What's most devastating in Capturing the Friedmans is how Jarecki puts the sureness of justice into doubt as he shows Truth (with a capital T) at the mercy of perspective and perception, context and emotion.
There are two kinds of people, my friend. Those who love Sergio Leone's The Good, the Bad, and the Ugly, and those who resist the machismo and gallows humor of what is arguably the definitive spaghetti western.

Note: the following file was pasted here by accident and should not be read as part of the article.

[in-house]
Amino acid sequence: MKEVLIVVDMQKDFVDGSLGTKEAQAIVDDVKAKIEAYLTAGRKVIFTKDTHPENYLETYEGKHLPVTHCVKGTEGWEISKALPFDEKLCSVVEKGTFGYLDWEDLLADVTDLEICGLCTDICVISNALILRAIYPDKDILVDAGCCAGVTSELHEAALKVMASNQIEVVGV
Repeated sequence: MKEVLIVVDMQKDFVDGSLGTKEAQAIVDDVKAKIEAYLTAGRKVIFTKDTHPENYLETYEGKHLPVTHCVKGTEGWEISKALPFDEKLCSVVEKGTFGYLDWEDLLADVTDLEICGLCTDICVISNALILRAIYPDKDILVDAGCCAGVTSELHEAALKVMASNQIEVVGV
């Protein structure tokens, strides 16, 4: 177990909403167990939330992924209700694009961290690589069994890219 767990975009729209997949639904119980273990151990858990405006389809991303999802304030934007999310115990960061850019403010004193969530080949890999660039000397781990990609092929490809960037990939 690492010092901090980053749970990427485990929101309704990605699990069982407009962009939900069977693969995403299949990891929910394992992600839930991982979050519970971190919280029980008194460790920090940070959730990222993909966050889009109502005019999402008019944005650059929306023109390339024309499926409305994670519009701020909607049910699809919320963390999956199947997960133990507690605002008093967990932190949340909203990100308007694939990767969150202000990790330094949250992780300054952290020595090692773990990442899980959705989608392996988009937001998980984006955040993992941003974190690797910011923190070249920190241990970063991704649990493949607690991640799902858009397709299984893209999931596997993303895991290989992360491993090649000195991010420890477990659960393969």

From the first voyeuristic peek into the ruthless world to the haunting, accusatory, unforgettable final image, it's a brilliant, stunning piece of work, perhaps not Assayas' best, but certainly his most fearless and impassioned.
Moves along its course and overflows at its climax with that indefinable but unmistakable assurance of a master filmmaker who knows just what he wants to say, is in total command of his medium and is in no mood to make any compromises.
Secret Ballot is an education hiding in a comedy, a parablelike portrait of the irresistible forces of modernization and democracy meeting the immovable inertia of tradition, culture and power relations written in the blood of the past.